Yesterday I was reminded of my childhood by a series of posts from a colleague in the social media world who decided to draw attention to the Twitter and Facebook efforts of Wimpy UK. Their quarter-pounder and, as I grew, their half-pounder burger became a regular Monday night treat for me as a child, a reward for performing well at swimming lessons. As a result, their inoffensive brand of fast-food and café/diner style eating-out has always held a fond nostalgic sentimentality with me.
The individual in question drew attention to Wimpy's efforts to increase what we have come to call 'vanity metrics', encouraging 'likes', 'shares' and 'retweets. Whilst these practices have now come to be as unpopular as 'clickbait' and regarded as poor practice within our industry, it's not uncommon to see some brands taking their fledgling steps on social media without realising that this can be a big brand faux-pas. Admittedly, the posts also appeared to be 'one-size fits all' being shared on both Facebook and Twitter with little regard for which platform they appeared on or the functionality of each platform, as you can see below.
However, perhaps we could forgive these naive mistakes as let's not forget, Wimpy have only had a presence online since 2012. Where the rest of us social media practitioners have had almost a decade to decide what works for us and to practice our methods, Wimpy are relative newcomers to social media. Let's face it, these little mistakes are harmless, they can be learned from and worked upon. We all had to start somewhere, right? They've clearly got the enthusiasm, they just need a little guidance, which we as professionals should be happy to offer. Or at least, that's what I thought as I read his initial posts on the subject on Linked In.
This guy had other ideas though, and single-handedly began trolling the brand with gusto. Trolling them, even though we could all agree that trolling is perhaps the single-most reviled practice on social media today. His comments on their Facebook page like "Hey, Wimpy the 1980's called and want their road-side cafe food photography back!", have since been removed, whether by Wimpy or himself it matters little. Not content with his little outburst on Facebook, he moved to his Twitter feed, where he enjoys verified status, with further criticism tweeting "What is going on at Wimpy - 'Share'? Do you mean RT?", "It's FAVE', Wimpy. 'FAVE'!" and "Answer: Wimpy's Social Media Strategy..." in response to their post about it being national joke day, asking followers to reply with their best joke to win a Wimpy voucher. Similar posts were also shared on his Linked In feed.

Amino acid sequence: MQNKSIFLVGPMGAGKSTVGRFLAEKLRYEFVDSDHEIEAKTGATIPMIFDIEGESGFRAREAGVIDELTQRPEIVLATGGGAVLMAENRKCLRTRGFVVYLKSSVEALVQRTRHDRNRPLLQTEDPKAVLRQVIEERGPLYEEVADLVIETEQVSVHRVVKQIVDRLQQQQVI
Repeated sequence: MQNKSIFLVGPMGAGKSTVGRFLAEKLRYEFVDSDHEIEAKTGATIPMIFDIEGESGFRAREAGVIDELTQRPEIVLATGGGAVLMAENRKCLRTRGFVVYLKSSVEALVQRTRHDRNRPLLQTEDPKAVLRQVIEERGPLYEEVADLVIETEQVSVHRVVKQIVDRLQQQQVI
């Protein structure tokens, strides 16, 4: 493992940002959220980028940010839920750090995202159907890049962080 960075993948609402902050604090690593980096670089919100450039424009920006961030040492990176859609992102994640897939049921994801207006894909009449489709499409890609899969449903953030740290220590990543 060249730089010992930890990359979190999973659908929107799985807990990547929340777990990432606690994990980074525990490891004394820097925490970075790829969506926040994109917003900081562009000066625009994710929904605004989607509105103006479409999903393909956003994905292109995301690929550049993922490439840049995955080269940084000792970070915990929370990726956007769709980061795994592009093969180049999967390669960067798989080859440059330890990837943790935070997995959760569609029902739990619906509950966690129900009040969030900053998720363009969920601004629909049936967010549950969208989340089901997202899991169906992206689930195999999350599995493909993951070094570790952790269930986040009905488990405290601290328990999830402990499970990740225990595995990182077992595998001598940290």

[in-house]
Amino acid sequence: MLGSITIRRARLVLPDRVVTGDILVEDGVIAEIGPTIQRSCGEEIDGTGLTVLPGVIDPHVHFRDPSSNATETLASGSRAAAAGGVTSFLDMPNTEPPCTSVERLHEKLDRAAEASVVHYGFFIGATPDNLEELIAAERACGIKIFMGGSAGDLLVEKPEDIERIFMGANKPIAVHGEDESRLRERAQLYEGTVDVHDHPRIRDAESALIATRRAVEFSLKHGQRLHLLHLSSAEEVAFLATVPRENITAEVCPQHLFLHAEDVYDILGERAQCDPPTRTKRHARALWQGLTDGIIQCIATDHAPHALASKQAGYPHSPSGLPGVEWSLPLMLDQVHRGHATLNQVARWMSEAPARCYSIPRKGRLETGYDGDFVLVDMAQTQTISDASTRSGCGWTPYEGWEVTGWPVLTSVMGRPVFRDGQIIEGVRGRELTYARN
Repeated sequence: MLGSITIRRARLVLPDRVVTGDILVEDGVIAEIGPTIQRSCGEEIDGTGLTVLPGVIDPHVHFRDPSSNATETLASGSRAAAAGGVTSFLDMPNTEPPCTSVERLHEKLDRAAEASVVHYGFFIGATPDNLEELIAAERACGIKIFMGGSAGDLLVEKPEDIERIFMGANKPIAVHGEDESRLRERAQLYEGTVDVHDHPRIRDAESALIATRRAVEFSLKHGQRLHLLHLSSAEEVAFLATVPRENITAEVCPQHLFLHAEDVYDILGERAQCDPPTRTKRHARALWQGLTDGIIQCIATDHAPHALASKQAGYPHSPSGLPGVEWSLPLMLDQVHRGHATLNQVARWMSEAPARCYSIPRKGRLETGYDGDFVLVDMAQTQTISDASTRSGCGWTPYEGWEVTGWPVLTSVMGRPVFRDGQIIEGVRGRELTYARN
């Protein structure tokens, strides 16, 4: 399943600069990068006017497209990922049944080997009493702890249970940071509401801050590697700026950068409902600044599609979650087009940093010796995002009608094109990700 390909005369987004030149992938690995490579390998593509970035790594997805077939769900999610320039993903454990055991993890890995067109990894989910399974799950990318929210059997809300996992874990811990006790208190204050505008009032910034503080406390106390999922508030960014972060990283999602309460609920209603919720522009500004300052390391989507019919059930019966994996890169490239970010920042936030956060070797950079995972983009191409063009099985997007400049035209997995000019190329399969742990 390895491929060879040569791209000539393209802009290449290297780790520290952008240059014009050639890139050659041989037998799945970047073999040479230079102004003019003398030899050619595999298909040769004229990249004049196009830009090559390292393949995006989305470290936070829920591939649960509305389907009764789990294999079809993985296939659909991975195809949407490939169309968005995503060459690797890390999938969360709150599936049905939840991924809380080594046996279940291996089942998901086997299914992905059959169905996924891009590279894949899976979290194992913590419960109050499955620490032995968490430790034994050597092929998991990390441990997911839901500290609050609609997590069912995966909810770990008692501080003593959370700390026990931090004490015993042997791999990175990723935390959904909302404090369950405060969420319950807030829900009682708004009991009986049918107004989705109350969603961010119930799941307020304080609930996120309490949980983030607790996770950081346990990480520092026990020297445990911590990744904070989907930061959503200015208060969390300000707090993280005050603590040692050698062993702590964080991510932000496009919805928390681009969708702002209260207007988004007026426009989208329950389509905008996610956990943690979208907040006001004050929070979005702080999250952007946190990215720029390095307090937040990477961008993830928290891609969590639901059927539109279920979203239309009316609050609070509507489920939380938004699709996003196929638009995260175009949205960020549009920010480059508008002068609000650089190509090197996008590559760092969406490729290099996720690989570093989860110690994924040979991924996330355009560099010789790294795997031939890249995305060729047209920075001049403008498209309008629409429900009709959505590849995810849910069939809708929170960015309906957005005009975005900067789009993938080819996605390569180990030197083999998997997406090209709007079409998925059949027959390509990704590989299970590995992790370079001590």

Big brands must get trolled all the time though, right? Of course they do. But probably not by people that claim to be social media experts, people that make a living from helping brands improve their online offerings. Social media has given those of us with a deep understanding of it, great power. But (and I'm quoting Marvel again here, I know) with great power, comes great responsibility. Now I'm not saying that we as professionals need to become online vigilantes, we already have Anonymous for that. But what I am saying is that we are professionals and we should act like it. Instead of ostracizing Wimpy and countless others like them, we should be reaching out to help. We should be setting the example.
None of us are infallible, as this very situation has proved. We are not gods, sitting atop our social media platform mountains, sneering at the mere mortals and trolling them with occasional witty thunderbolts aimed at their feeds. We are not the law when it comes to social media. We are not the Batman, but are actions do define who we are. We are people. They are people. And perhaps it's about time we all started to talk to each other with that in mind, started treating each other properly, instead of like faceless avatars or brands to be derided at will.
So in that spirit, I have already reached out to Wimpy's head office and offered to meet them to discuss what they want to achieve with social media and how I could help them to succeed. I saw the situation as an opportunity to create more business for both of us, not laugh at someone else's mistakes.
What would you do?